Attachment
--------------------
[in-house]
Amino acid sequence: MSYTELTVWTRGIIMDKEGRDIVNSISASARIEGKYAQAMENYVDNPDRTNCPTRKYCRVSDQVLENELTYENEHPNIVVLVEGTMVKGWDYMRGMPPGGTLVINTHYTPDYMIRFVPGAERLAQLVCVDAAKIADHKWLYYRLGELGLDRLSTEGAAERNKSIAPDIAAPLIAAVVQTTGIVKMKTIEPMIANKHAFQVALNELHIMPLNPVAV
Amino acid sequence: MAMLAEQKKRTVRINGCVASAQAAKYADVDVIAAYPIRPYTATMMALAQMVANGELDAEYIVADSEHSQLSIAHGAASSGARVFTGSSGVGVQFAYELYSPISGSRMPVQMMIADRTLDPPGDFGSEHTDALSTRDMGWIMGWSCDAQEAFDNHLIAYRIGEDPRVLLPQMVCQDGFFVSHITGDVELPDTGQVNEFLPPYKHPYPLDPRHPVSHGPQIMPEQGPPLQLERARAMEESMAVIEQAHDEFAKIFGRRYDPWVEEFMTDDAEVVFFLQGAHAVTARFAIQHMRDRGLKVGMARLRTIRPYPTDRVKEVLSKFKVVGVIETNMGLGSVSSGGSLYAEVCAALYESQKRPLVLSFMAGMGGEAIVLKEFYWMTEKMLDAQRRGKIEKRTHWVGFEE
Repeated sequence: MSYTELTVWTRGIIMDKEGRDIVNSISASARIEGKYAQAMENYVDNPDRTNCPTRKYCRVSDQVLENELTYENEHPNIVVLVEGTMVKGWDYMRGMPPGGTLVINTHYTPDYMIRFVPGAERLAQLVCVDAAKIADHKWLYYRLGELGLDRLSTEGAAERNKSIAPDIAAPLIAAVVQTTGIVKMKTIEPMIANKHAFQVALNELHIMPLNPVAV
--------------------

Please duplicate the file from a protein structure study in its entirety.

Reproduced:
[in-house]
Amino acid sequence: MSYTELTVWTRGIIMDKEGRDIVNSISASARIEGKYAQAMENYVDNPDRTNCPTRKYCRVSDQVLENELTYENEHPNIVVLVEGTMVKGWDYMRGMPPGGTLVINTHYTPDYMIRFVPGAERLAQLVCVDAAKIADHKWLYYRLGELGLDRLSTEGAAERNKSIAPDIAAPLIAAVVQTTGIVKMKTIEPMIANKHAFQVALNELHIMPLNPVAV
Amino acid sequence: MAMLAEQKKRTVRINGCVASAQAAKYADVDVIAAYPIRPYTATMMALAQMVANGELDAEYIVADSEHSQLSIAHGAASSGARVFTGSSGVGVQFAYELYSPISGSRMPVQMMIADRTLDPPGDFGSEHTDALSTRDMGWIMGWSCDAQEAFDNHLIAYRIGEDPRVLLPQMVCQDGFFVSHITGDVELPDTGQVNEFLPPYKHPYPLDPRHPVSHGPQIMPEQGPPLQLERARAMEESMAVIEQAHDEFAKIFGRRYDPWVEEFMTDDAEVVFFLQGAHAVTARFAIQHMRDRGLKVGMARLRTIRPYPTDRVKEVLSKFKVVGVIETNMGLGSVSSGGSLYAEVCAALYESQKRPLVLSFMAGMGGEAIVLKEFYWMTEKMLDAQRRGKIEKRTHWVGFEE
Repeated sequence: MSYTELTVWTRGIIMDKEGRDIVNSISASARIEGKYAQAMENYVDNPDRTNCPTRKYCRVSDQVLENELTYENEHPNIVVLVEGTMVKGWDYMRGMPPGGTLVINTHYTPDYMIRFVPGAERLAQLVCVDAAKIADHKWLYYRLGELGLDRLSTEGAAERNKSIAPDIAAPLIAAVVQTTGIVKMKTIEPMIANKHAFQVALNELHIMPLNPVAV